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XP’s IPO will attack these 7 weaknesses in Brazilian banks

This article originally appeared in Portuguese in MoneyTimes and has been translated below.

Among the 354 pages of documents delivered by XP Inc. to the US authorities prior to its IPO is a detailed analysis of the major weaknesses of the main Brazilian banks, which are highlighted as direct competitors to the parent company, XP Investimentos.

XP intends to confront these issues using the money they hope to obtain from issuing shares in Nasdaq, the US electronic exchange.

Among the competitor banks named in the report are five of the major Brazilian banks: Itaú Unibanco, Bradesco, Banco do Brasil, Caixa Econȏmica Federal, and Santander.

XP also highlights smaller competitors who are prevailing in specific sectors, such as Guide Investimentos, Modalmais, Genial Investimentos, Easyinvest, Nova Futura, Inter DTVM, and BTG Digital.

In anticipation of the investment, XP notes seven fundamental problems with Brazilian banks which, in their view, “create inefficiency in the market and opportunities for disruption.” Here are the main weaknesses of Brazilian banks, which XP will take advantage of following its IPO:

1.High market concentration:

A report published this year by consulting firm Olyver Wyman reveals the Brazilian market to be extremely concentrated, with the five largest banks in the country already dominating the market almost entirely. XP reveals that of the $8.6 trillion in assets under management by financial institutions, 93% are owned by the top five banks.

“We think that this high saturation creates significant inefficiencies in the market, that which created significant opportunities for disruption, disintermediation, and new business models,” said XP in their filings to the SEC.

2. Heavy, bureaucratic and asset-centered structure:

According to XP, another weakness of traditional banks is their cumbersome structure, with large networks of physical branches, hundreds of thousands of employees, bureaucratic processes, and obsolete and segregated technology platforms.

All these issues result in a waste of time and energy for banks, maintaining their status quo and focusing on customer-owned products instead of promoting better options for clients.

3. Limited range of financial products

Market concentration means clients have a limited range of products and services to choose from. According to XP, traditional banks operate in a loop, trapping customers with products developed by their institutions, increasing fees and reducing profitability.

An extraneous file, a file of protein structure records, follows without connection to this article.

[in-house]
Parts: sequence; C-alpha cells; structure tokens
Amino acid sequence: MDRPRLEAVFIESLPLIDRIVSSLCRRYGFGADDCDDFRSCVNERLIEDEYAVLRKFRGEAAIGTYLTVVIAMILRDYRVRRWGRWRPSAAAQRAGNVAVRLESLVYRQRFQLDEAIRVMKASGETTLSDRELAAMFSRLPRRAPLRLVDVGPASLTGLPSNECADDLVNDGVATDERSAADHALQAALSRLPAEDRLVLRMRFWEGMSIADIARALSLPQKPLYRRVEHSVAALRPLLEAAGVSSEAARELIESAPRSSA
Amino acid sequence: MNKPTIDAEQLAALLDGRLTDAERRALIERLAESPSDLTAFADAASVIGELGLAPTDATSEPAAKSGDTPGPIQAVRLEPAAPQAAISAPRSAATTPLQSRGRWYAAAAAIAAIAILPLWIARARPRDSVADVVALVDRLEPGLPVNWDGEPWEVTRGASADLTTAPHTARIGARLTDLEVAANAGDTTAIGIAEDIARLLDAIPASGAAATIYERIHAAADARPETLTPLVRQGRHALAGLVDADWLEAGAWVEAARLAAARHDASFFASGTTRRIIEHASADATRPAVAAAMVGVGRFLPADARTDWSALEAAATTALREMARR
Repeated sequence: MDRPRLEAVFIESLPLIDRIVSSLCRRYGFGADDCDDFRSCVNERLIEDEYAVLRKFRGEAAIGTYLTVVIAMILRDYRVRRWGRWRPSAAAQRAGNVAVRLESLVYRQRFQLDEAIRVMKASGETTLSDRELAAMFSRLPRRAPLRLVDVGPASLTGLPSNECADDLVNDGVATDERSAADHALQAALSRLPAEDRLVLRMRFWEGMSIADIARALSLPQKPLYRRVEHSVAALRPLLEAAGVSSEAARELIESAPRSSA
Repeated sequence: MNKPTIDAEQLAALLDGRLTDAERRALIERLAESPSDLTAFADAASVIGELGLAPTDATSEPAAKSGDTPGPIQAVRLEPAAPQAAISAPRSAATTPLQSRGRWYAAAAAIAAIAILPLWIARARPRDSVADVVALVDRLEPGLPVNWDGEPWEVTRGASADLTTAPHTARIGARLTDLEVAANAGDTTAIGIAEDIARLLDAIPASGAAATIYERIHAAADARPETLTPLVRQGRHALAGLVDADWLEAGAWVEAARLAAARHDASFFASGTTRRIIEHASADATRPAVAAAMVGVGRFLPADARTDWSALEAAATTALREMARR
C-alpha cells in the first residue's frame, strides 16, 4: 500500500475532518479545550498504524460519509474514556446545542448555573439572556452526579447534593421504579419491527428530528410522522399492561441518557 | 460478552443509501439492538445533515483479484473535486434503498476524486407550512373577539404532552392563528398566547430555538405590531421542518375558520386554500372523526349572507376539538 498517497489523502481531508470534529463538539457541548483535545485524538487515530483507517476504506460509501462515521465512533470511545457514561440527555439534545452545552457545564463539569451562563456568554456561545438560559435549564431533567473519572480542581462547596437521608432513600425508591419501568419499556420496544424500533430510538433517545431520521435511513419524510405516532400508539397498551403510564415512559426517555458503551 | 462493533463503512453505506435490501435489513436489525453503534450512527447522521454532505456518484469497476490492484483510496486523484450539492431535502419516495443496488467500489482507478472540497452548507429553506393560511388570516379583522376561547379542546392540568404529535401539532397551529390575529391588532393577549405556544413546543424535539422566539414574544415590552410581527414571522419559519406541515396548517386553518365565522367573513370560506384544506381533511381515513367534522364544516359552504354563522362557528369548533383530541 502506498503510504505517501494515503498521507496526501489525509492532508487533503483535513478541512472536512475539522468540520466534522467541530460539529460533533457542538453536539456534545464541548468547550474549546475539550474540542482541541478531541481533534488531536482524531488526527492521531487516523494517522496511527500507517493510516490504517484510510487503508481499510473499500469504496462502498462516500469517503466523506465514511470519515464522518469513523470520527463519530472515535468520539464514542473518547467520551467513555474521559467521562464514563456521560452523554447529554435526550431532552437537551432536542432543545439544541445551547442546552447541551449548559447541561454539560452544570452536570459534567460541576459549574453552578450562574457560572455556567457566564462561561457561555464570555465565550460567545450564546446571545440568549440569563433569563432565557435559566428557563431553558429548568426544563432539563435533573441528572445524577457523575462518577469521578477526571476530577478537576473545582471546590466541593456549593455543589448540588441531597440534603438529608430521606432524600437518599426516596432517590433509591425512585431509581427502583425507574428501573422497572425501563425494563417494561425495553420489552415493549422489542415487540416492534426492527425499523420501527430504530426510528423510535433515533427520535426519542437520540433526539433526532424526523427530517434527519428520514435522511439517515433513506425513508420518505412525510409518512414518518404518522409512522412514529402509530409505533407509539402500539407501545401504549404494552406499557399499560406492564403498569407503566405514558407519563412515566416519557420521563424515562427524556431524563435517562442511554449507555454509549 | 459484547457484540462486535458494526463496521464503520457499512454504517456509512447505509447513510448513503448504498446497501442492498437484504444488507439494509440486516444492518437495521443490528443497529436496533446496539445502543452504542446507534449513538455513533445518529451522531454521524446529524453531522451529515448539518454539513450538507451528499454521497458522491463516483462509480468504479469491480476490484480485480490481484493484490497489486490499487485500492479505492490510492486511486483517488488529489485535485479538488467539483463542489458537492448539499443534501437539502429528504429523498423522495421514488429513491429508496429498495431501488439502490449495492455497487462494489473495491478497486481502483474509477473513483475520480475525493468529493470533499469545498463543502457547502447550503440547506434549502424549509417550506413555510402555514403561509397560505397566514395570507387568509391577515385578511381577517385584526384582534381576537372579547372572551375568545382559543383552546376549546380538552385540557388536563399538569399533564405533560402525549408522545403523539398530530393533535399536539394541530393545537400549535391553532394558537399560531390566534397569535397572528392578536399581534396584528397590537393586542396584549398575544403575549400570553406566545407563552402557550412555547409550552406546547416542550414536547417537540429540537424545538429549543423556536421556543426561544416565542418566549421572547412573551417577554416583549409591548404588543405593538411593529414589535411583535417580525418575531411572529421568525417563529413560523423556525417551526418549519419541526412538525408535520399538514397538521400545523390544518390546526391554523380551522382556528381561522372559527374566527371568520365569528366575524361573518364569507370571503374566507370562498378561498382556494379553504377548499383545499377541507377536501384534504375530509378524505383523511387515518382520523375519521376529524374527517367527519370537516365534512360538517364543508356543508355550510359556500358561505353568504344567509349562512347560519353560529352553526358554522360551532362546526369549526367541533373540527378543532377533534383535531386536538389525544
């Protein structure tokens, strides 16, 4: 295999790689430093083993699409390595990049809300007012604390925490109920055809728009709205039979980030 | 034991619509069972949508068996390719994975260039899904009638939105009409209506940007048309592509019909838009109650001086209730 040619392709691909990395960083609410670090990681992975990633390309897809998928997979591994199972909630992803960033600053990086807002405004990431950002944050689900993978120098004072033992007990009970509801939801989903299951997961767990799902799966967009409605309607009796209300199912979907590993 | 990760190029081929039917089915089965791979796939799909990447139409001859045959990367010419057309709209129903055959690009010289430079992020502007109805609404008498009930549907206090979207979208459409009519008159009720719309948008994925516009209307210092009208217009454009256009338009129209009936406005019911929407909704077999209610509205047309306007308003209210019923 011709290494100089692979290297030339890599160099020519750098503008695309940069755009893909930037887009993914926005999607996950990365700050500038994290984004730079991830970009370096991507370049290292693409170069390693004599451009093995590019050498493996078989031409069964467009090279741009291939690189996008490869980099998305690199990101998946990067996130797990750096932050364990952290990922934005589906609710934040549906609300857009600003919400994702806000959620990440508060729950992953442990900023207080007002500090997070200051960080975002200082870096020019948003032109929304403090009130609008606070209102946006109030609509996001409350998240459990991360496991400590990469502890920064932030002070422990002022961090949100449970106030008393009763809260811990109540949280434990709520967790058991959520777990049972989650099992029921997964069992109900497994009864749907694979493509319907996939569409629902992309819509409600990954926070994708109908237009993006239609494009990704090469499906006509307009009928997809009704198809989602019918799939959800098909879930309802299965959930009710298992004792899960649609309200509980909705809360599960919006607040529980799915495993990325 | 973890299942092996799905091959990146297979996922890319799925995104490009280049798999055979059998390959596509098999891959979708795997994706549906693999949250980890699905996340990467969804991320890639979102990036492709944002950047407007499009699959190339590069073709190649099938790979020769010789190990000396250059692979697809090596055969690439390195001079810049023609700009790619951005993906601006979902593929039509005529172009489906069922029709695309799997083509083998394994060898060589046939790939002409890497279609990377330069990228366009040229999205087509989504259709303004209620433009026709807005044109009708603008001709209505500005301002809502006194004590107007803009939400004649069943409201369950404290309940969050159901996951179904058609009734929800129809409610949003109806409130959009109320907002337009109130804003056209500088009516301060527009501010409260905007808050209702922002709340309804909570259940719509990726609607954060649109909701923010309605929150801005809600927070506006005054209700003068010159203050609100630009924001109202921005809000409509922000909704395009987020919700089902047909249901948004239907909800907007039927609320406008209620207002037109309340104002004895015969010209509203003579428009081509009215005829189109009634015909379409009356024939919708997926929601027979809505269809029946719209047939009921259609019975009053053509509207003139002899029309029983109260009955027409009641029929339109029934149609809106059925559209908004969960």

4. Promotion of inefficient financial products

Again, market concentration causes market leaders to advertise unattractive products and services such as CBD and savings accounts.

“We believe that the continuous offer of these products does not serve the best interests of investors, yet they continue to push high rates in traditional banks,” says the report.

5. High costs and spreads 

XP cites three reasons for this problem. The first is the severe restriction of banking platforms, which offer limited financial products to clients, especially those created by the bank themselves. The second is the emphasis on products that offer low profitability, such as savings. The third is the overly-complex infrastructure of the bank, which elevates costs.

6. Poor customer service

A lack of competition between the major banks results in poor customer service. Traditional banks are not able to focus on the needs of their clients, provide a holistic experience, nor consider new ways of adding value through the business. 

7. Low debt market penetration 

XP notes that the Brazilian debt market is under-developed in comparison to those of Europe and the United States. The implication is the low issuance of private equity-based fixed income products. 

According to XP, large banks take advantage of the credit market concentration to encourage their clients to buy products sold by their own managers. “We believe that this limits the total available credit in the market and fuels a high-cost environment due to strong competition,” the report reveals.

Find the original article in Portuguese in MoneyTimes.

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